Thanks Kris. I’m in the process of pulling the new plastic netting up but stopped for the winter. Then, just two weeks ago, I saw a bird outside that was struggling to take off from my garden and I thought it had broken it’s wing. When I went outside to take to a wildlife hospital I discovered that it’s wings were fine but it’s foot and toes had got caught up in the plastic netting in the turf that was still there, it was all entwined tightly round the leg and individual toes of the bird! I cut a piece of turf off and carried it and the bird into the bathroom where I wrapped the bird lightly in an old t-shirt fabric to keep the wings closed and managed to carefully cut away all of the plastic netting to release the bird, but it took some time as the bird was so badly caught up in it. I then released the bird in the garden and it flew away onto the shed roof and away. But it made me think, how many more birds have been harmed by this. I really think the government should be banning plastic netting in turf,

        I’m going to try to grow a lawn from seed this spring but I wondered also if you knew of any turf companies that do not grow their turf with plastic mesh in it. When I did a google search of plastic-free turf, all it came up with was artifiicial turf! It’s so frustrating that that ‘natural’ turf is now full of plastic when it causes so much damage to nature and the environment.

        Reply
        1. Kris Lord Post author

          This is so sad to hear about. Thank you for sharing it.
          Something really needs to be done about it.

          Reply
  11. Susan

    I am experiencing the nightmare of this netting that was used in seeding a large area. The stuff is extremely dangerous to our snakes. I was able to cut the mesh off of one before it strangled to death. Sadly, three others weren’t as fortunate. My husband and I have been frantically pulling up as much as we can. I love wildlife and am just sick over this.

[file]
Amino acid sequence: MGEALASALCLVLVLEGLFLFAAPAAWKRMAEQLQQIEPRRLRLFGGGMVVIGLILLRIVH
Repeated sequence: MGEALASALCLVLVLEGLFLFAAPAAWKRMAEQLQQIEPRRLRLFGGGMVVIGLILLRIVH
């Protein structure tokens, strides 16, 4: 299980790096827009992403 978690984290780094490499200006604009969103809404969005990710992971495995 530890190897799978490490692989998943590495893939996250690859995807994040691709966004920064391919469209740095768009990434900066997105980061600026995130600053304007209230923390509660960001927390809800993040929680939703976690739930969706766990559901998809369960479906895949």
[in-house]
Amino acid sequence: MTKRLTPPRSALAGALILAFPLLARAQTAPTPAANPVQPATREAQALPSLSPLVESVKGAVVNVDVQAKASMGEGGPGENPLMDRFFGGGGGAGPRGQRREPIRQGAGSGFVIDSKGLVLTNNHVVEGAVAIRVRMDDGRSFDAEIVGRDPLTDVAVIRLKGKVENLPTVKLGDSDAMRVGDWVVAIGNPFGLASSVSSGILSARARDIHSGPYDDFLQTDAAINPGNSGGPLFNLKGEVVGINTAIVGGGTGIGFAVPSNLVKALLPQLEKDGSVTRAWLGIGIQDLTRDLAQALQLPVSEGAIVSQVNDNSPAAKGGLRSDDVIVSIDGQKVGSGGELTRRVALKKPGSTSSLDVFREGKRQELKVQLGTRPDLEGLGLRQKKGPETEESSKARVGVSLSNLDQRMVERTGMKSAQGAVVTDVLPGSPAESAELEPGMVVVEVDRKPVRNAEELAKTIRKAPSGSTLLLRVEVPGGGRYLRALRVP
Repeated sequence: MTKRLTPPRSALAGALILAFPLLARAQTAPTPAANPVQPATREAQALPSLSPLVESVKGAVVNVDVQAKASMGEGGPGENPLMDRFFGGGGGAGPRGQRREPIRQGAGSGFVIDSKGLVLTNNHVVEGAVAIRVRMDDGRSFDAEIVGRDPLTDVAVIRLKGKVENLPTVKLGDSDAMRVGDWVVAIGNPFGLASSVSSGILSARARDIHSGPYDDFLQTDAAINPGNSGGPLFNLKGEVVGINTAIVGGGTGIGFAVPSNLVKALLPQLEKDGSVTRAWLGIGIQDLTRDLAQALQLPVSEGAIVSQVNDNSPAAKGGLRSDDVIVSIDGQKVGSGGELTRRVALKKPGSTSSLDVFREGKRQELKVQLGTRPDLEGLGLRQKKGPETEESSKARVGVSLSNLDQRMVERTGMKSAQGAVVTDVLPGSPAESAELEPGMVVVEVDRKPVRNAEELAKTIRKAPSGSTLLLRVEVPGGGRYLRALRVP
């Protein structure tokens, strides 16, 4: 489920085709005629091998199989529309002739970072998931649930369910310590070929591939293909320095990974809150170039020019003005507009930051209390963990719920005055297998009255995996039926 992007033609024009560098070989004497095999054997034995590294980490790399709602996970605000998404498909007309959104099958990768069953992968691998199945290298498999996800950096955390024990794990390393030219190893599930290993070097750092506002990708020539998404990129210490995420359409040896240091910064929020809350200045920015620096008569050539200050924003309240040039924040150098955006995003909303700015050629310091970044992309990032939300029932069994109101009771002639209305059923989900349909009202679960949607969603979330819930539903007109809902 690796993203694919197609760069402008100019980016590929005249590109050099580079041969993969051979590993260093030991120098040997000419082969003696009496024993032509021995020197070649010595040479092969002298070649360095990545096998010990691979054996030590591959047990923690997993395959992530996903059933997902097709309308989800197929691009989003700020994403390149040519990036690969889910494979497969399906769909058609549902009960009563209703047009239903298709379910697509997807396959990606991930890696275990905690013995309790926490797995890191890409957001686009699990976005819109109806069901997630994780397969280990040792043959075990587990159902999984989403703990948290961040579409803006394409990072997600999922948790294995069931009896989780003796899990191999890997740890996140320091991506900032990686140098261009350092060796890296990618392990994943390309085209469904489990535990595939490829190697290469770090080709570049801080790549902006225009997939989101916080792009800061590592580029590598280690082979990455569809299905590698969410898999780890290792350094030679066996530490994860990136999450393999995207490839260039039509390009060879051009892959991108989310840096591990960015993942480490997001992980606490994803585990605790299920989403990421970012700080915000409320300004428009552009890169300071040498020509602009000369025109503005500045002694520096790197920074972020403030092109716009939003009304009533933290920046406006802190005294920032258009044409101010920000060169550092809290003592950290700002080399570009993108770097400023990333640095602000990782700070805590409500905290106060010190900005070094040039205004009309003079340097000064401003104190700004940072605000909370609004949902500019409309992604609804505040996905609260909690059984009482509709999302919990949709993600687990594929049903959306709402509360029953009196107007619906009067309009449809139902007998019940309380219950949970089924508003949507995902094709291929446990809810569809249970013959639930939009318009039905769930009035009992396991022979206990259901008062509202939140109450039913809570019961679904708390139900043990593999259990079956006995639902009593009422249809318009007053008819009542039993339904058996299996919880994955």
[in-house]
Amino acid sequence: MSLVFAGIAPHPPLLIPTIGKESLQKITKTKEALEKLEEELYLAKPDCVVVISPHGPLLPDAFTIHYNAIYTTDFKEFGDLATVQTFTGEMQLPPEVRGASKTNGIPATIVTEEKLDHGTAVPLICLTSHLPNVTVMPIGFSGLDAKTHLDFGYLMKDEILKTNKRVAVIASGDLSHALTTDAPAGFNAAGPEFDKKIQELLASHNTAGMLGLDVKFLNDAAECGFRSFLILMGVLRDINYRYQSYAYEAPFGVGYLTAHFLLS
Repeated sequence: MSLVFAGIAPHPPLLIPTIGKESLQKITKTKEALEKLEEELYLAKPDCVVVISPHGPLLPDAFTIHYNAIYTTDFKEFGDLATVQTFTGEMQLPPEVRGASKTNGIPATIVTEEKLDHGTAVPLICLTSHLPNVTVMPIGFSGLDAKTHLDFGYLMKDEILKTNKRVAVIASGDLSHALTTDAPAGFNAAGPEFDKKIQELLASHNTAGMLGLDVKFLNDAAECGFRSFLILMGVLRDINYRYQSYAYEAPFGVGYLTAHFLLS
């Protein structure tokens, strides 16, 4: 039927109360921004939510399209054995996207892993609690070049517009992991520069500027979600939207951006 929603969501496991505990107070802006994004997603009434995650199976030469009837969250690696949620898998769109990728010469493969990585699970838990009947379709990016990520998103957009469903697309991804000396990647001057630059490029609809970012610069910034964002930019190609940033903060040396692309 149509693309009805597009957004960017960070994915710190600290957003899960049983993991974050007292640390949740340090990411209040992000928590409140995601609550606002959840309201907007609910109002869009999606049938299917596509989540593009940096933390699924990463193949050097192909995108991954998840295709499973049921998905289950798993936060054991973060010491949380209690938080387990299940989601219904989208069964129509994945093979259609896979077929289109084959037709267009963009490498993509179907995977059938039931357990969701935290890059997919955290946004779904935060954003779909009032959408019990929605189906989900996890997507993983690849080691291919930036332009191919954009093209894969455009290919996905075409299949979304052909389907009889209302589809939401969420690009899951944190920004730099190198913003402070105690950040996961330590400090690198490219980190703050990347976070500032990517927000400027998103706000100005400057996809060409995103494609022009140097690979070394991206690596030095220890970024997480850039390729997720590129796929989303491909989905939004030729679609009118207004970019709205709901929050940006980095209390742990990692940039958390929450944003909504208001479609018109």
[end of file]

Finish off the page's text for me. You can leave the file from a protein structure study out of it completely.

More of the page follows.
Reply
    1. Kris Lord Post author

      That is really sad for the snakes. Thanks for letting me know as the more stories we can put together the more pressure we can put on to bad the horrible stuff.
      Kris

      Reply
  12. Felisha

    Hi! I just wanted to say thank you for calling attention to this. I was so happy to see someone bring this up and write about it. I feel it’s important.

    Reply
  13. Alyssa

    I just moved into a house in Washington State 2 weeks ago. Today while taking my thatching rake through the lawn in the backyard, I noticed it getting caught on something, while also hearing snapping sounds. Netting! A lot of brown colored netting sitting just under the surface. I’m trying to repair a section of lawn hurt by the previous owner’s large trampoline and now there’s netting stuck to the grass and dirt. It’s a real pain. I had planned to over-seed and add some peat moss this afternoon in hopes of getting new grass and now I have this beast to battle.

    Reply
  14. Sam Berry

    Hello I recently purchased a home that is 30 years old and has gone through multiple yard/garden remodels but no in recent years. Around the front and side of the house on both sides is ugly red mulch on top of rock on top of clay soil. Also an old flower bed in the middle of the front yard has left a rather large bare patch. I am rocks all throughout my front yard and has bare patches and dead grass all over. My question is would I be better off starting over and tilling everything up to remove rock, lots of time and effort. Or should I try and salavage what I have. Any feedback is appreciated thank you!